The Vancouver Sun, a broadsheet daily paper first published in 1912, has the largest circulation in the province of British Columbia.
Canada’s mining sector is entering a period of “significant and sustained growth,” according to a recent report from the Mining Association of Canada (MAC), which will translate into the need to hire more than 100,000 additional workers in the next decade.
“Mining in Canada is playing a leading role in Canada’s economic recovery,” says Pierre Gratton, president and chief executive of MAC. “We are generating significant results, we are creating valuable new jobs and we are optimistic about the opportunities in the future.”
The association estimates that Canada’s mining industry plans to invest a further $139-billion in new projects nationwide in the next 10 years. “Working responsibly and co-operatively, we believe mining will be a good news story for Canada for years to come,” Gratton says.
Demand for commodities in countries such as China and India are driving part of the overall appetite for investment in Canada’s mining industry. “Global demand for commodities is creating opportunities not seen since the post-war boom of the 1950s,” Gratton says. “In the past several decades, we’ve developed best-in-class expertise in extracting materials in an environmentally responsible manner.”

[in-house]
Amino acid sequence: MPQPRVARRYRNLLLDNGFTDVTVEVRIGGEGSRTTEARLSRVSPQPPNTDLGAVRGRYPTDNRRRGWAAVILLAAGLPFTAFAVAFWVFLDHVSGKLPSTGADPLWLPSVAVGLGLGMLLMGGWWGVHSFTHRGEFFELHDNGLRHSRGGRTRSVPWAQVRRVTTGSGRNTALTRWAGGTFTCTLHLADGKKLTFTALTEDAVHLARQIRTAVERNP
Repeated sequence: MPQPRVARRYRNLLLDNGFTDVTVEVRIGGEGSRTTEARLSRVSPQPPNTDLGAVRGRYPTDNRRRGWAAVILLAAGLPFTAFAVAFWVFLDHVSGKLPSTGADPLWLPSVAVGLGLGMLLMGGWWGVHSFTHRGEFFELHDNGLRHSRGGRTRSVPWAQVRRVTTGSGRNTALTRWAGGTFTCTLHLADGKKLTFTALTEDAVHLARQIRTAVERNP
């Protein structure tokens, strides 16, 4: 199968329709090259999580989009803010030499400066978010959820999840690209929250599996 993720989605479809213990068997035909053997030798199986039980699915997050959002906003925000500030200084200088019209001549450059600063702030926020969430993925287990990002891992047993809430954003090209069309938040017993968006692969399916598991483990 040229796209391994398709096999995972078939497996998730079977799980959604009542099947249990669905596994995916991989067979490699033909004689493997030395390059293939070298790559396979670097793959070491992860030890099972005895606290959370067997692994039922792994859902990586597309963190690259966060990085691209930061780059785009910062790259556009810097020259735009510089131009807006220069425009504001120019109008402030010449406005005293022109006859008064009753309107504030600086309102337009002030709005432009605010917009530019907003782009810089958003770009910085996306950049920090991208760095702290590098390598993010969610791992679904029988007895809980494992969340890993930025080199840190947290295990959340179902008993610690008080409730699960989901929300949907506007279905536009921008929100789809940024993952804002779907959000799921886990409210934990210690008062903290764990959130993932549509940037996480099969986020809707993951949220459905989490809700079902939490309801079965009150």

Among the top-paying and most highly sought-after workers are geologists and other highly skilled geosciences professionals, but the need for more talent is being felt at every level of the industry.
It covers mineral extraction, smelting, fabrication and manufacturing, among other areas. In addition to the mining firms there are 3,215 companies supply engineering, geotechnical, environmental, financial and other services to mining operations.
From coast to coast, mining is enjoying a period of growth and expansion not seen in decades — a trend that’s mirrored globally as Canadian companies explore new projects in this country and abroad.
In the next five years alone, MAC predicts the creation of thousands of high-paying jobs in every region. Facing a labour shortage, MAC and other industry organizations are working with governments and training institutions to address the shortfall and to train the next generation of workers.
The sector is the largest private employer of aboriginal Canadians, a fact not lost on the industry, which is increasingly recognizing this population for its “important role in land and resources management,” the mining group says.
For the rest of this article, please go to the Vancouver Sun website: http://www.vancouversun.com/technology/Wanted+mining+workers+next+decade/6293867/story.html